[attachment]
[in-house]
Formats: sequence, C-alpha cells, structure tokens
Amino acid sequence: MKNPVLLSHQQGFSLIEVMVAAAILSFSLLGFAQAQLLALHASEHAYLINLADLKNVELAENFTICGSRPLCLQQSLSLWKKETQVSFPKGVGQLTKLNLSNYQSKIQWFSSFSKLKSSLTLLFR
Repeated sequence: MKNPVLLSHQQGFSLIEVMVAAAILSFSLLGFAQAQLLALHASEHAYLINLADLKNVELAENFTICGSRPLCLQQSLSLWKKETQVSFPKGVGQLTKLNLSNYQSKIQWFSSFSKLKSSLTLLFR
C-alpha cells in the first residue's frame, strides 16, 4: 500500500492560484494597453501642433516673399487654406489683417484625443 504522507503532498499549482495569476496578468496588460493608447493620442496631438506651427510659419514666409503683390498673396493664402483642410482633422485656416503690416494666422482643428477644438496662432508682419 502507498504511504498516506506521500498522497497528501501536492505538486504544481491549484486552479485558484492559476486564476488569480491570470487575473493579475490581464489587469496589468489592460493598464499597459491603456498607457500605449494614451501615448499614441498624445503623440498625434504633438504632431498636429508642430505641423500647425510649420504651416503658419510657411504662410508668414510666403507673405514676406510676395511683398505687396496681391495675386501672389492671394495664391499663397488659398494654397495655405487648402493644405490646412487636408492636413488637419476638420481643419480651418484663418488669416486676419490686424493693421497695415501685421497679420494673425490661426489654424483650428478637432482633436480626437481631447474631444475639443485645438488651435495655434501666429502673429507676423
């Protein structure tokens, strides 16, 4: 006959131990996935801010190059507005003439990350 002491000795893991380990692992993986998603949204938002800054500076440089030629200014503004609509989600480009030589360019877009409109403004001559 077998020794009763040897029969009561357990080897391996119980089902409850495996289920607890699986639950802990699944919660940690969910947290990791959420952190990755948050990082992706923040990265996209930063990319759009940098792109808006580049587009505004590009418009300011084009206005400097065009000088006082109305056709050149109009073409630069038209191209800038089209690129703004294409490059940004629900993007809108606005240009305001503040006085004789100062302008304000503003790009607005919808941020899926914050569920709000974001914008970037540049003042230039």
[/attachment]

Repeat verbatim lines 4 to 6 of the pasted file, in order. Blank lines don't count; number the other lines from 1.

Repeated sequence: MKNPVLLSHQQGFSLIEVMVAAAILSFSLLGFAQAQLLALHASEHAYLINLADLKNVELAENFTICGSRPLCLQQSLSLWKKETQVSFPKGVGQLTKLNLSNYQSKIQWFSSFSKLKSSLTLLFR
C-alpha cells in the first residue's frame, strides 16, 4: 500500500492560484494597453501642433516673399487654406489683417484625443 504522507503532498499549482495569476496578468496588460493608447493620442496631438506651427510659419514666409503683390498673396493664402483642410482633422485656416503690416494666422482643428477644438496662432508682419 502507498504511504498516506506521500498522497497528501501536492505538486504544481491549484486552479485558484492559476486564476488569480491570470487575473493579475490581464489587469496589468489592460493598464499597459491603456498607457500605449494614451501615448499614441498624445503623440498625434504633438504632431498636429508642430505641423500647425510649420504651416503658419510657411504662410508668414510666403507673405514676406510676395511683398505687396496681391495675386501672389492671394495664391499663397488659398494654397495655405487648402493644405490646412487636408492636413488637419476638420481643419480651418484663418488669416486676419490686424493693421497695415501685421497679420494673425490661426489654424483650428478637432482633436480626437481631447474631444475639443485645438488651435495655434501666429502673429507676423
């Protein structure tokens, strides 16, 4: 006959131990996935801010190059507005003439990350 002491000795893991380990692992993986998603949204938002800054500076440089030629200014503004609509989600480009030589360019877009409109403004001559 077998020794009763040897029969009561357990080897391996119980089902409850495996289920607890699986639950802990699944919660940690969910947290990791959420952190990755948050990082992706923040990265996209930063990319759009940098792109808006580049587009505004590009418009300011084009206005400097065009000088006082109305056709050149109009073409630069038209191209800038089209690129703004294409490059940004629900993007809108606005240009305001503040006085004789100062302008304000503003790009607005919808941020899926914050569920709000974001914008970037540049003042230039």